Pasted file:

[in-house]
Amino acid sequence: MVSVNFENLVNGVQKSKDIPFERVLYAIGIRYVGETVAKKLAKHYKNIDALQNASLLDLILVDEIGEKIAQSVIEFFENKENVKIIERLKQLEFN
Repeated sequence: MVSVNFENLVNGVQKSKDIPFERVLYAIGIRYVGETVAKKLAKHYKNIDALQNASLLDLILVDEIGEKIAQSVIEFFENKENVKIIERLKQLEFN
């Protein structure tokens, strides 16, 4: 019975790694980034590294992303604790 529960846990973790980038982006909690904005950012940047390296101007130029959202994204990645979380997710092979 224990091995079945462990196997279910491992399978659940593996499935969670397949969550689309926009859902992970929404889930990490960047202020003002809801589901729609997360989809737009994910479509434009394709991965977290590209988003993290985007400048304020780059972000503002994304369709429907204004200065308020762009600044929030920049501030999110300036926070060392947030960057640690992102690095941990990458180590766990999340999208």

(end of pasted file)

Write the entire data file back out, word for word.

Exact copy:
[in-house]
Amino acid sequence: MVSVNFENLVNGVQKSKDIPFERVLYAIGIRYVGETVAKKLAKHYKNIDALQNASLLDLILVDEIGEKIAQSVIEFFENKENVKIIERLKQLEFN
Repeated sequence: MVSVNFENLVNGVQKSKDIPFERVLYAIGIRYVGETVAKKLAKHYKNIDALQNASLLDLILVDEIGEKIAQSVIEFFENKENVKIIERLKQLEFN
């Protein structure tokens, strides 16, 4: 019975790694980034590294992303604790 529960846990973790980038982006909690904005950012940047390296101007130029959202994204990645979380997710092979 224990091995079945462990196997279910491992399978659940593996499935969670397949969550689309926009859902992970929404889930990490960047202020003002809801589901729609997360989809737009994910479509434009394709991965977290590209988003993290985007400048304020780059972000503002994304369709429907204004200065308020762009600044929030920049501030999110300036926070060392947030960057640690992102690095941990990458180590766990999340999208």